I recently finished reading Ted Gup’s book, A Secret Gift, which I had bought because it was described in the review as being about the Great Depression in Canton Ohio. I knew my mother had grown up in Canton during the Depression, so I had to have it. Once bought, it sat – as other books do – in my to-be-read pile for a year or more, but there was always something else more intriguing to be read first. When I got the copy of my mother’s high school yearbook, and decided to write about her high school days, Gup’s book percolated to the top of the pile and I began reading it. I had expected a description of what The Great Depression was like in Canton and got that plus much more. Of course there have been other books written about the Depression but this one struck home for several reasons. His descriptions, using transcriptions of original letters written at the time, show just how bad it was for many families. They also show how proud people often were, and how difficult it was to ask a stranger or organization for help. I was left with a better understanding of why so many who lived through the Great Depression didn’t talk much about it, wanting to move on and wanting to protect the next generation from its deprivations.

I have decided to name it the Shelton Images Collection. I am going to make it my first fully described archived collection. It is a small self-contained set, so I should be able to accomplish this. I know how important it is to do this, partly from wishing the person I obtained any materials from had done it for me. Alas, when pieces from family members get passed down, in dribs and drabs, that doesn’t often happen. Not in my family anyway. I aspire to do better.

This collection of images is different from most of my others. I obtained them from eBay, all at one time, with a very short description attached. Here’s how it happened. When I started listening to Lisa Louise Cooke’s podcast, one of her suggestions was to set up searches on eBay for places your ancestors had lived. She talked about finding neat things that related to ancestors’ lives and even discovering new information this way. Cool idea, thought I. And at some later point (much later, since I am often slow to follow through on this kind of intention) I tried it out. That was how I found the high school year book for my mother. And learning how to successfully bid in the auctions on eBay is another story!

I also set up a search for Wakeman Ohio, thinking I would love to find a high school year book or other material for my grandfather and his family. Given my recent success with my mother’s year book, I went back to eBay, and renewed a number of the searches I had set up. These searches last a finite amount of time and then they stop sending you email when they’ve found anything and you have to go back and renew them. Soon after I did that, and spent a morning rummaging around the eBay site looking at things, I got a message from my Wakeman search with the family name Shelton in it. The description sent to me was “10 vintage cabinet photos-Wakeman Ohio-Haines Studio-Shelton 1898″. The cabinet photos caught my eye immediately and when I realized that the name and date meant they were likely part of my mother’s family I went to take a look at the offering.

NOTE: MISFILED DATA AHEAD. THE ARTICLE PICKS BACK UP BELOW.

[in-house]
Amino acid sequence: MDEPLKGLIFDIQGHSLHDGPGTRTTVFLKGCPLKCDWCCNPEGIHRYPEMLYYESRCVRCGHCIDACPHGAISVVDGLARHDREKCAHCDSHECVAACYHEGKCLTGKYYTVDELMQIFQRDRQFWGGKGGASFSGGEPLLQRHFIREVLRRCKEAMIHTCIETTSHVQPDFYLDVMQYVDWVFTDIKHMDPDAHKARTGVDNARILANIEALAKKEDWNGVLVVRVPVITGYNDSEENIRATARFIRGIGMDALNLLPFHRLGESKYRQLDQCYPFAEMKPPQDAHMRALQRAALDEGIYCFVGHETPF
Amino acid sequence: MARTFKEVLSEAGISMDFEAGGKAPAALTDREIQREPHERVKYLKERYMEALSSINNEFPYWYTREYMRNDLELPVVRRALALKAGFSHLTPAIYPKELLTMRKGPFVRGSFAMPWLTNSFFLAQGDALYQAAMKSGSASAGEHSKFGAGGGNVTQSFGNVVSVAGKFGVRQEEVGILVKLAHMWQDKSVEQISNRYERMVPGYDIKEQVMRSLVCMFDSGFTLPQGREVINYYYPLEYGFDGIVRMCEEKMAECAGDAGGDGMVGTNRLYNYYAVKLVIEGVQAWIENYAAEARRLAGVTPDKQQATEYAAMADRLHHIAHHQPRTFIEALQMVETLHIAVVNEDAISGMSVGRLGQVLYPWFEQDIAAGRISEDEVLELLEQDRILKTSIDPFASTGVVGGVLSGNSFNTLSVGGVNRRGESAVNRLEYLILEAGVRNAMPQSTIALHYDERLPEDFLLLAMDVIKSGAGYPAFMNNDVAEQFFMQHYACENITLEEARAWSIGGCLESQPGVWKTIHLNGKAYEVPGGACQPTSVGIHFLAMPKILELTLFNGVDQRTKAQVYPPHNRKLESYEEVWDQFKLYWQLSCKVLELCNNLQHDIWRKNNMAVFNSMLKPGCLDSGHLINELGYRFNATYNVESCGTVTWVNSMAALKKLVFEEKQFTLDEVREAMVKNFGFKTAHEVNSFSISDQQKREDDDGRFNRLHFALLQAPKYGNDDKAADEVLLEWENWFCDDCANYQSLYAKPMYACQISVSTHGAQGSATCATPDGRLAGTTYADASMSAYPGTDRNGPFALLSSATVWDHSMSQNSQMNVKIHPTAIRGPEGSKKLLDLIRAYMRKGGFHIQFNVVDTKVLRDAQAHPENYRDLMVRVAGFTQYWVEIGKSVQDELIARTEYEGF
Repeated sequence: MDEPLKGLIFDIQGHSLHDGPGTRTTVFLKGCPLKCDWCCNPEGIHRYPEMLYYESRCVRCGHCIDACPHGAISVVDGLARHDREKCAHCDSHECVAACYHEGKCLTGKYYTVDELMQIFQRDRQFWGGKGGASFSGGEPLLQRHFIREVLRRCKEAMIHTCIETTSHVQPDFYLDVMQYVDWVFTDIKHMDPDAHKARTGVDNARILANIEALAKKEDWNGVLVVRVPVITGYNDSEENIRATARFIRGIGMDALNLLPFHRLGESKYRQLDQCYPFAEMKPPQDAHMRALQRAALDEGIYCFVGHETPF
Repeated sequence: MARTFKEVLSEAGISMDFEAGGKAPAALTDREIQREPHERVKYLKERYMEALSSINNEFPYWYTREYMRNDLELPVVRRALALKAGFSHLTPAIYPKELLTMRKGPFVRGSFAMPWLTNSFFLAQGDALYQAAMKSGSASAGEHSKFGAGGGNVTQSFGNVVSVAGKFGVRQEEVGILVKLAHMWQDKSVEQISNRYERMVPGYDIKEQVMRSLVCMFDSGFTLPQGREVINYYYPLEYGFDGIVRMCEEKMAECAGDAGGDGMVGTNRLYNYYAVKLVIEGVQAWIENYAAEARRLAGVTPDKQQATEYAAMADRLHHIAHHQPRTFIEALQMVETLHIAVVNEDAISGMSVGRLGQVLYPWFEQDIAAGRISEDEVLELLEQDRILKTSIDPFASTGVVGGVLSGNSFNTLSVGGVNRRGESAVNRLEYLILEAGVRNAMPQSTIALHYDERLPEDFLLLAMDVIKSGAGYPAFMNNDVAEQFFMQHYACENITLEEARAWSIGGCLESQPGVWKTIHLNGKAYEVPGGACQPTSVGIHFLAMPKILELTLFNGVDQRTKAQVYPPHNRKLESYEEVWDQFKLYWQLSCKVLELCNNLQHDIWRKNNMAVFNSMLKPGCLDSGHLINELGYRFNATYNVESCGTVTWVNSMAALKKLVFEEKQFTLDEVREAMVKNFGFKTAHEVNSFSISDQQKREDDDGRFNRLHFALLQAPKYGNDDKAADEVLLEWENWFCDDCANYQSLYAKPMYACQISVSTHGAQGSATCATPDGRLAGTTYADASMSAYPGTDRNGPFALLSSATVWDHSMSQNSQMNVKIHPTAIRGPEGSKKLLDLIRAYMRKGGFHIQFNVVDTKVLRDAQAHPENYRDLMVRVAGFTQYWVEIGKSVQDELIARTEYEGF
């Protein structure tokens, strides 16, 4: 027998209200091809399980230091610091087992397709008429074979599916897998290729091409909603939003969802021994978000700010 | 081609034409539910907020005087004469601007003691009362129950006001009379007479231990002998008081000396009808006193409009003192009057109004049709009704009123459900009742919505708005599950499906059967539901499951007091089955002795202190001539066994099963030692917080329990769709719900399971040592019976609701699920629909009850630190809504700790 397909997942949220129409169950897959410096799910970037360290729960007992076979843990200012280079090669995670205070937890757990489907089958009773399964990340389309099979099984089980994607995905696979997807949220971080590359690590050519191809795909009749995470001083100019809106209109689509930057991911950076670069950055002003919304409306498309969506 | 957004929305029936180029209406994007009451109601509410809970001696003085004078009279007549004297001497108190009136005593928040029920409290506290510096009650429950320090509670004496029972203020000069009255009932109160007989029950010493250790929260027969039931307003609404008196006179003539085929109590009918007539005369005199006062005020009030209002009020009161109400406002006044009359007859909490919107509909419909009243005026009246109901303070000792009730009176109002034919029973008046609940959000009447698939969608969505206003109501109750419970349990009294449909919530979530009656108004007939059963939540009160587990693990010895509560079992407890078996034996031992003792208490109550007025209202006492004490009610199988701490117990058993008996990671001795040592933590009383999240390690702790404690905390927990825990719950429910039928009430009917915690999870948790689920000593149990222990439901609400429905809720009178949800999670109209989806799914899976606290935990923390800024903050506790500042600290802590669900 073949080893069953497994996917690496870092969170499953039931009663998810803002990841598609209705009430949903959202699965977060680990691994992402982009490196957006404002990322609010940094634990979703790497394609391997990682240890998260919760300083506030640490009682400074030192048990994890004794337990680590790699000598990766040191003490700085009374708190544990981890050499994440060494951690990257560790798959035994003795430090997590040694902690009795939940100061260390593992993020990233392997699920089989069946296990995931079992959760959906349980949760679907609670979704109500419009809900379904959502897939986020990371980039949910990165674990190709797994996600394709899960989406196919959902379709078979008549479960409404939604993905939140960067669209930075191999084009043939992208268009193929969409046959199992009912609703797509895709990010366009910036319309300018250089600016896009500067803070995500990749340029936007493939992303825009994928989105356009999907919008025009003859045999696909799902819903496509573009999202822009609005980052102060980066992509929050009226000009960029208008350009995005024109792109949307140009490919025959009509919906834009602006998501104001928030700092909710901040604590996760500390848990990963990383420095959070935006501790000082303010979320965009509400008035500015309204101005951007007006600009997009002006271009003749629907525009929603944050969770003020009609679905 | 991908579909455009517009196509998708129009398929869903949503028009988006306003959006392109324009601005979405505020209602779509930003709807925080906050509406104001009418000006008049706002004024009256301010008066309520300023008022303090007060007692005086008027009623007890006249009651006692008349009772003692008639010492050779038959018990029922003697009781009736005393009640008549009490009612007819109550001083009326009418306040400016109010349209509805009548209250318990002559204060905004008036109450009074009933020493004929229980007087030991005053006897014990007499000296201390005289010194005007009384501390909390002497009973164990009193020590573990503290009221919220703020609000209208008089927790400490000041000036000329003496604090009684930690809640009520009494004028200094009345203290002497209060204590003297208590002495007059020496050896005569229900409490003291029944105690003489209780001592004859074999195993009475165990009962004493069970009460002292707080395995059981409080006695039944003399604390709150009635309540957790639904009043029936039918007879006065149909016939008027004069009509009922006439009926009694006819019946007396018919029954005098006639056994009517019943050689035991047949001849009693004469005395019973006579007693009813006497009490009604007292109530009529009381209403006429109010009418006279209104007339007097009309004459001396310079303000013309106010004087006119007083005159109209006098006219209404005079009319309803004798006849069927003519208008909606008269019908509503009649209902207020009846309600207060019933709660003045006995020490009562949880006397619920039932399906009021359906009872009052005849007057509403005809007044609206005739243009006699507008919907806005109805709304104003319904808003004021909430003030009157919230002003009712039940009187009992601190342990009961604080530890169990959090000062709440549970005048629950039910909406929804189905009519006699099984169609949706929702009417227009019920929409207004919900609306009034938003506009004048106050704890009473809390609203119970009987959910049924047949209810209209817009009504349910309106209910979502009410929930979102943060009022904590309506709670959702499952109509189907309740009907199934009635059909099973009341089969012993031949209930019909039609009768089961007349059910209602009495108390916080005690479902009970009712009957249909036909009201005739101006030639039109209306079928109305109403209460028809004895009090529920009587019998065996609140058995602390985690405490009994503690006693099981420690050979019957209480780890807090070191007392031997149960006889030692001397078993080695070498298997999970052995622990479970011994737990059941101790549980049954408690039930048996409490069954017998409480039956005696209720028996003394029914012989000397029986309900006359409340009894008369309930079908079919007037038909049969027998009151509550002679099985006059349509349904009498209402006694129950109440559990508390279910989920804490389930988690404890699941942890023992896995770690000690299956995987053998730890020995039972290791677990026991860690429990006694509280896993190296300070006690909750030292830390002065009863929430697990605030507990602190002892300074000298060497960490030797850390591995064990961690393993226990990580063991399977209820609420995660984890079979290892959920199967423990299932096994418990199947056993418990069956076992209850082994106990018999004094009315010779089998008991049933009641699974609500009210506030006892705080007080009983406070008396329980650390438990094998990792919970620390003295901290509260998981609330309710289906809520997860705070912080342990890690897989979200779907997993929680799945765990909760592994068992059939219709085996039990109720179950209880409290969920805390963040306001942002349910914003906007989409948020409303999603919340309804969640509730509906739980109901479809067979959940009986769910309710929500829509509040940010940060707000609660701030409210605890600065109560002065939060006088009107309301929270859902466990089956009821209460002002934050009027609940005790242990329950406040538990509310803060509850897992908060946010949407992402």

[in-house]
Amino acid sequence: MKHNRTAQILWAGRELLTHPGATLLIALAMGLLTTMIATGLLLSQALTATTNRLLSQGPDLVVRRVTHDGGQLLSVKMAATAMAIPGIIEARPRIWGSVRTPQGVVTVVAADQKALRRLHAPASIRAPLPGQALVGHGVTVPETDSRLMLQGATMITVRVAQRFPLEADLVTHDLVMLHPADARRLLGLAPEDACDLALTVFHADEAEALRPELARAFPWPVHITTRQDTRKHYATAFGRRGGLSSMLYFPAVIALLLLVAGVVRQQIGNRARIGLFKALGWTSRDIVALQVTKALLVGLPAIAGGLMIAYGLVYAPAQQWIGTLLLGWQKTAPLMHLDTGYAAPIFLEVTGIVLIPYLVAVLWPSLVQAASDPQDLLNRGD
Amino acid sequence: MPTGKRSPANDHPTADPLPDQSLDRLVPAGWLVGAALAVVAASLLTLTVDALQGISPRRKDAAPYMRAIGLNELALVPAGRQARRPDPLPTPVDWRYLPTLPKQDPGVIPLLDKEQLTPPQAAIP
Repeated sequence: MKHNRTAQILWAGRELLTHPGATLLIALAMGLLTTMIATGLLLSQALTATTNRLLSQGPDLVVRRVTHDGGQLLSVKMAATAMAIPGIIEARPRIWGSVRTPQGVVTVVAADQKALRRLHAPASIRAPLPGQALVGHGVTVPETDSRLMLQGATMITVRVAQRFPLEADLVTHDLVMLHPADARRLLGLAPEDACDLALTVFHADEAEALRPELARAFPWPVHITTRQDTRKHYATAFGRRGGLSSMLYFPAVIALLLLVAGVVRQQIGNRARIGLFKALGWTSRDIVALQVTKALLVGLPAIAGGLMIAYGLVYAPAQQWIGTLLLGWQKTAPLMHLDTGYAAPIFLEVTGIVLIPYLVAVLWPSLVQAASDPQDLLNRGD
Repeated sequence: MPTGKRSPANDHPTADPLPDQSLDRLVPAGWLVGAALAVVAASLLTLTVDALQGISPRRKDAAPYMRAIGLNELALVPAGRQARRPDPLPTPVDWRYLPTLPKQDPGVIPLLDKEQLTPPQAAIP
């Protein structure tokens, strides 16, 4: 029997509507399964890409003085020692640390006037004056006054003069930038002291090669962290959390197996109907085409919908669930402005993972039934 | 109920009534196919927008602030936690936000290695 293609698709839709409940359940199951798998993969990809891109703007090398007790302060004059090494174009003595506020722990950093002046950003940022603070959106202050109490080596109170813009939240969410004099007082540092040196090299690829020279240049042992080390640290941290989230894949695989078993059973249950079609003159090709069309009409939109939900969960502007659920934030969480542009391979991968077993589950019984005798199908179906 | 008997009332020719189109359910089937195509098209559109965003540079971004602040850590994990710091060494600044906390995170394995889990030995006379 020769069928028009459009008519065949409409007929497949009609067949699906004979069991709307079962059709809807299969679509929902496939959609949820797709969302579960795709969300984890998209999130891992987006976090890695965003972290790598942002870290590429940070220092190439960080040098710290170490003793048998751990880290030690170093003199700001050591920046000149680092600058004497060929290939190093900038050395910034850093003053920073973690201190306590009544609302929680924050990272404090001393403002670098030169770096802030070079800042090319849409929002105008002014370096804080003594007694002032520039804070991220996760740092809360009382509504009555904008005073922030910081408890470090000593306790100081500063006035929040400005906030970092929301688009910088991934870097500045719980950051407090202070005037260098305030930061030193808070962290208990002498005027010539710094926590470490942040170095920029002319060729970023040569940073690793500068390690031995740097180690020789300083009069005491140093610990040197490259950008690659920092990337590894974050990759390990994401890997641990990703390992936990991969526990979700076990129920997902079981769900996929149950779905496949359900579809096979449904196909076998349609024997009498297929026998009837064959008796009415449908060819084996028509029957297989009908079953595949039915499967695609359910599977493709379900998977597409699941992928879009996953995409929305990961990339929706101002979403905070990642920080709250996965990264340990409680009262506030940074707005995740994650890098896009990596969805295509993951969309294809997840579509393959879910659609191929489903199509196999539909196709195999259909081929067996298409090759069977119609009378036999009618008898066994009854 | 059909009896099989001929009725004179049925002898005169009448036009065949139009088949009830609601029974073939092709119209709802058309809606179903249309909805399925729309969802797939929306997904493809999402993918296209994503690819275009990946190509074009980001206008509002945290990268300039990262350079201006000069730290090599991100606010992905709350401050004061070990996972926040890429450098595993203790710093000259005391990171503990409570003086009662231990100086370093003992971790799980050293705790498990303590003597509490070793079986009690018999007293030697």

I was thrilled to see the complete description. “—–LOT OF 10 OLD-VINTAGE FAMILY CABINET PHOTO’S…THE 2 TOP PICTURES OF THE SAME BABY,BOTH ARE MARKED–“ELBERT MINOR SHELTON,5 MONTHS OLD..25 LBS.”; THE OLDER MAN WITH A LONG GRAY BEARD IS MARKED “HENRY S. SHELTON 1898? ON THE BACK…..ALL OF THESE ARE MARKED “HAINES,WAKEMAN OHIO” STUDIO.” The seller described buying the pictures at an estate sale, where she was told they would only sell the lot together since they were from the same family. What she was offering was that same lot of 10.

I knew as soon as I saw the baby’s name that this was our family – at least the baby picture. I opened my computer database to look at names and refresh my memory on this line. Sure enough, Elbert was the son of Nellie Minor and Myron Shelton. Myron was the son of Henry S. Shelton. So I knew there was at least a picture of the grandson Elbert and grandfather Henry. Nellie Minor Shelton was the sister of my great grandmother, Mamie

Elbert Minor Shelton, 5 mos., 25 lbs


Minor Denman. This is the baby Elbert – the back of the photo gives his full name and that he was 5 months old and weighed 25 pounds. You have to love it! And here is his grandfather, Henry S. Shelton, who would have been about 66 years old if the date (1898) on the back is correct.

Henry S. Shelton, c 1898

I have my work cut out for me to identify the other people in the photos. They are all from the same photography studio so I am hoping that the variation of the logos will help date them. I am also hoping I can lure one of my cousins into helping, or at least looking at them. There are individual pictures of a man and woman who *could* be baby Elbert’s proud parents. And there is an irresistable one of a young child who *might* be Elbert at around 2-3 years of age. I think this picture is a little boy – what do you think? Luckily, to describe the collection I don’t think I have to have all the images identified.

Unknown Shelton child, c 1898